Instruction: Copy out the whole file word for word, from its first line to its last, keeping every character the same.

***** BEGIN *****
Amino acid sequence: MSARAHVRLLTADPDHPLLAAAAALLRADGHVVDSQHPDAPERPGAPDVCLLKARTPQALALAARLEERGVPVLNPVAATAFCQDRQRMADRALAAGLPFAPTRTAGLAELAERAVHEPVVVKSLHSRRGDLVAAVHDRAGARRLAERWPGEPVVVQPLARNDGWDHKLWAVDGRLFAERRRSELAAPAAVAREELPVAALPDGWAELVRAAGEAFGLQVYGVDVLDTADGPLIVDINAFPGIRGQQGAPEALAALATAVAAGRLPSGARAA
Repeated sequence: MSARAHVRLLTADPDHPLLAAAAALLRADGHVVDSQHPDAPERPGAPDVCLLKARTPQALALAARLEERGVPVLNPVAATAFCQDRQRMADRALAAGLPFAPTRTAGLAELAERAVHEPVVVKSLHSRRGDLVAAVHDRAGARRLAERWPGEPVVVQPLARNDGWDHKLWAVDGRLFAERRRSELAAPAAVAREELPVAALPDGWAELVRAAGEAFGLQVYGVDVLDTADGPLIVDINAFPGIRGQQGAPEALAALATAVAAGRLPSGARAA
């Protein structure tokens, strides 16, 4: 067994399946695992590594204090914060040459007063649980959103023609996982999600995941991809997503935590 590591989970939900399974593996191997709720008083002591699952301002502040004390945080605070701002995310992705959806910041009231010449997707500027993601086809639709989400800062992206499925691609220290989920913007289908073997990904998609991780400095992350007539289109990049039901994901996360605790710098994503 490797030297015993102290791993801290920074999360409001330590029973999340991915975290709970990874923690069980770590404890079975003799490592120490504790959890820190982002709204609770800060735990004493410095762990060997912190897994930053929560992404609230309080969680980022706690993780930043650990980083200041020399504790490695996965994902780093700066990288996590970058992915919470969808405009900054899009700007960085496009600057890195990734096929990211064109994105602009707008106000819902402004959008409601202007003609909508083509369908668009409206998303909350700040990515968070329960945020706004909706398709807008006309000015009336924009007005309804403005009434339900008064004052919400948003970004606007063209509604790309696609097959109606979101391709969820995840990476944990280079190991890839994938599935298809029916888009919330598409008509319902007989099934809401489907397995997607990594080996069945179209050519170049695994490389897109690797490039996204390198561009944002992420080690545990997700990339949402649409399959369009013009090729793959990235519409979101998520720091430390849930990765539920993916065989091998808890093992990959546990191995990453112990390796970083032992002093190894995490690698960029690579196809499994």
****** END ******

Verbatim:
Amino acid sequence: MSARAHVRLLTADPDHPLLAAAAALLRADGHVVDSQHPDAPERPGAPDVCLLKARTPQALALAARLEERGVPVLNPVAATAFCQDRQRMADRALAAGLPFAPTRTAGLAELAERAVHEPVVVKSLHSRRGDLVAAVHDRAGARRLAERWPGEPVVVQPLARNDGWDHKLWAVDGRLFAERRRSELAAPAAVAREELPVAALPDGWAELVRAAGEAFGLQVYGVDVLDTADGPLIVDINAFPGIRGQQGAPEALAALATAVAAGRLPSGARAA
Repeated sequence: MSARAHVRLLTADPDHPLLAAAAALLRADGHVVDSQHPDAPERPGAPDVCLLKARTPQALALAARLEERGVPVLNPVAATAFCQDRQRMADRALAAGLPFAPTRTAGLAELAERAVHEPVVVKSLHSRRGDLVAAVHDRAGARRLAERWPGEPVVVQPLARNDGWDHKLWAVDGRLFAERRRSELAAPAAVAREELPVAALPDGWAELVRAAGEAFGLQVYGVDVLDTADGPLIVDINAFPGIRGQQGAPEALAALATAVAAGRLPSGARAA
């Protein structure tokens, strides 16, 4: 067994399946695992590594204090914060040459007063649980959103023609996982999600995941991809997503935590 590591989970939900399974593996191997709720008083002591699952301002502040004390945080605070701002995310992705959806910041009231010449997707500027993601086809639709989400800062992206499925691609220290989920913007289908073997990904998609991780400095992350007539289109990049039901994901996360605790710098994503 490797030297015993102290791993801290920074999360409001330590029973999340991915975290709970990874923690069980770590404890079975003799490592120490504790959890820190982002709204609770800060735990004493410095762990060997912190897994930053929560992404609230309080969680980022706690993780930043650990980083200041020399504790490695996965994902780093700066990288996590970058992915919470969808405009900054899009700007960085496009600057890195990734096929990211064109994105602009707008106000819902402004959008409601202007003609909508083509369908668009409206998303909350700040990515968070329960945020706004909706398709807008006309000015009336924009007005309804403005009434339900008064004052919400948003970004606007063209509604790309696609097959109606979101391709969820995840990476944990280079190991890839994938599935298809029916888009919330598409008509319902007989099934809401489907397995997607990594080996069945179209050519170049695994490389897109690797490039996204390198561009944002992420080690545990997700990339949402649409399959369009013009090729793959990235519409979101998520720091430390849930990765539920993916065989091998808890093992990959546990191995990453112990390796970083032992002093190894995490690698960029690579196809499994």